‘The shortlist gave us so much food for thought – and fun! We were blown away looking at all the different approaches – it’s extraordinary how one book can bring out so many different ideas’

- Francesca Dow, Managing Director, Penguin Random House UK Children’s

Winners

1st Place, Aphra Blunt – University of Dundee

Aphra Blunt's cover design of 'Talking Turkeys'

Benjamin Zephaniah’s poems enter with a bang. To create similar impact in my design, I used the imagery of a turkey bursting through a doorway – powerful and ready to challenge the reader, but with a playful twist. Taking inspiration from superhero posters – a genre popular with the age range and linking to the book’s own themes of heroism – I gave the turkey a bold stance, reinforced by a vibrant, Reggae inspired colour scheme. His shadow stretches down behind the title, hinting at more to come and implying, like the poems, that one turkey (or person’s) potential is bigger than they know.

Comments from the judges:

‘This is an amazing cover – it’s very striking and stood out from the other entries with its bold design. I love the brilliant use of the black and yellow, and the characterful turkey in its superhero pose. It has humour and confidence and we think kids would reach to pick up Benjamin Zephaniah’s wonderful collection of poems with this cover design’ Francesca Dow – Managing Director, Penguin Random House UK Children’s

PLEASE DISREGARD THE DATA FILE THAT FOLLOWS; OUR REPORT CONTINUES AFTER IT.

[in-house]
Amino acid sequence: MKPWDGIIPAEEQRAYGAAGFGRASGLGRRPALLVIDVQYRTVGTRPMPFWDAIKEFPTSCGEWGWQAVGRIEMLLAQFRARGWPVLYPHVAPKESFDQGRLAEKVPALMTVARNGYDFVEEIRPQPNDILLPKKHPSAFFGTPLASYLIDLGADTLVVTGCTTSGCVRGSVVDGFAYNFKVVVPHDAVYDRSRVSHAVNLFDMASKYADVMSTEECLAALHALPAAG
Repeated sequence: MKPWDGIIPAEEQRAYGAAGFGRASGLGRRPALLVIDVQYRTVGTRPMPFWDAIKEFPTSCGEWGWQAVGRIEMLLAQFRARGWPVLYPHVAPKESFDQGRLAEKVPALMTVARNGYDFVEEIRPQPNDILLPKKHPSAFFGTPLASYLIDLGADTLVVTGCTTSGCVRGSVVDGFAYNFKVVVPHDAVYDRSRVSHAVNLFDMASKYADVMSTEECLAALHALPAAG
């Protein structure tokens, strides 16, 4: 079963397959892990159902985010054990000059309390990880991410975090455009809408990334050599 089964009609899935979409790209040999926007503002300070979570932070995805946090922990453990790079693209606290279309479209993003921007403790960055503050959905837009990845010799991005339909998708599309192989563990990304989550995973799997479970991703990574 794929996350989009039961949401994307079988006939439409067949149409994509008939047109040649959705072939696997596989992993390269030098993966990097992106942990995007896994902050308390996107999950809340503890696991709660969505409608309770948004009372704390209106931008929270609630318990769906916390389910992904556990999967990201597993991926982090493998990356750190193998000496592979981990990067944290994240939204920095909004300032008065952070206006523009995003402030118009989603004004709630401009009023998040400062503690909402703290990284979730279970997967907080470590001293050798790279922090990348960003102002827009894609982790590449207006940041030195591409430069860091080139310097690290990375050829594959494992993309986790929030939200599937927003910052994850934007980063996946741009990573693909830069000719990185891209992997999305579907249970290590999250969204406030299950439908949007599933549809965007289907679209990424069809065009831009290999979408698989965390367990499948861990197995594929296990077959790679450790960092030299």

‘This cover stood out amongst the hundreds of entries from the minute we first saw it. All the elements, image, typography and colour combine perfectly – it’s spot on and there was no doubt that it was the winner’ Anna Billson – Art Director, Penguin Random House UK Children’s

‘This cover was very much “it” from the jump for me. It does everything Aphra wanted it to do. We loved the front cover, we loved the turkey, we loved the type, we loved the spine and the back . . . perfect!’ Dapo Adeola

‘I loved this cover – all the key ideas are communicated so well and it shows a great use of colour. I think it’s edgy and will appeal to children and teens. It looks very good as a thumbnail as well as a printed cover – it ticks all the boxes – it really is a winner in our eyes’ Sabina Radeva

2nd Place, Sebastiano Fossali – University of Dundee

Sebastiano Fossali's cover design of 'Talking Turkeys'